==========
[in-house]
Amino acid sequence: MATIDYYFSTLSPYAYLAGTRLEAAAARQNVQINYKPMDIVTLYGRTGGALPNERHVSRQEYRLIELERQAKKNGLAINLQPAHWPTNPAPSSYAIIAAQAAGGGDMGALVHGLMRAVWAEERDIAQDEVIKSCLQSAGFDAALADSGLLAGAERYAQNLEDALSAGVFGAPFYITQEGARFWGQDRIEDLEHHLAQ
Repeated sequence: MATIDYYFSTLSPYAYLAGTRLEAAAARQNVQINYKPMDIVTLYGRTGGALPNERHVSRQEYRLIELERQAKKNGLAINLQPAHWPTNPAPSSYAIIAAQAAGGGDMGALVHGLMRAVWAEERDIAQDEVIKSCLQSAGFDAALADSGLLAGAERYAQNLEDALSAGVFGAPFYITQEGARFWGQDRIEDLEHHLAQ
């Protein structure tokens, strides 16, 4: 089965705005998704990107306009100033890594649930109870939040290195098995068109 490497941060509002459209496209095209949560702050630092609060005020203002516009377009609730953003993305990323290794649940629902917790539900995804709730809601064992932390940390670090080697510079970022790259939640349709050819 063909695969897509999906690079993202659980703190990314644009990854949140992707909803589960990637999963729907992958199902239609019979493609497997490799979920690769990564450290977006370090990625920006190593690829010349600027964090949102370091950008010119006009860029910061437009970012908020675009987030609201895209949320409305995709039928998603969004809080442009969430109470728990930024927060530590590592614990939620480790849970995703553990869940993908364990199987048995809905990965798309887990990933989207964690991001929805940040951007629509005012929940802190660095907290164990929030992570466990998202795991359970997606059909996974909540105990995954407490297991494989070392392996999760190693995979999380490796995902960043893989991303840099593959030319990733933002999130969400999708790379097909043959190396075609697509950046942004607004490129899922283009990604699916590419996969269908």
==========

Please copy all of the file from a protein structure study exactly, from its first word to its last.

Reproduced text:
[in-house]
Amino acid sequence: MATIDYYFSTLSPYAYLAGTRLEAAAARQNVQINYKPMDIVTLYGRTGGALPNERHVSRQEYRLIELERQAKKNGLAINLQPAHWPTNPAPSSYAIIAAQAAGGGDMGALVHGLMRAVWAEERDIAQDEVIKSCLQSAGFDAALADSGLLAGAERYAQNLEDALSAGVFGAPFYITQEGARFWGQDRIEDLEHHLAQ
Repeated sequence: MATIDYYFSTLSPYAYLAGTRLEAAAARQNVQINYKPMDIVTLYGRTGGALPNERHVSRQEYRLIELERQAKKNGLAINLQPAHWPTNPAPSSYAIIAAQAAGGGDMGALVHGLMRAVWAEERDIAQDEVIKSCLQSAGFDAALADSGLLAGAERYAQNLEDALSAGVFGAPFYITQEGARFWGQDRIEDLEHHLAQ
């Protein structure tokens, strides 16, 4: 089965705005998704990107306009100033890594649930109870939040290195098995068109 490497941060509002459209496209095209949560702050630092609060005020203002516009377009609730953003993305990323290794649940629902917790539900995804709730809601064992932390940390670090080697510079970022790259939640349709050819 063909695969897509999906690079993202659980703190990314644009990854949140992707909803589960990637999963729907992958199902239609019979493609497997490799979920690769990564450290977006370090990625920006190593690829010349600027964090949102370091950008010119006009860029910061437009970012908020675009987030609201895209949320409305995709039928998603969004809080442009969430109470728990930024927060530590590592614990939620480790849970995703553990869940993908364990199987048995809905990965798309887990990933989207964690991001929805940040951007629509005012929940802190660095907290164990929030992570466990998202795991359970997606059909996974909540105990995954407490297991494989070392392996999760190693995979999380490796995902960043893989991303840099593959030319990733933002999130969400999708790379097909043959190396075609697509950046942004607004490129899922283009990604699916590419996969269908």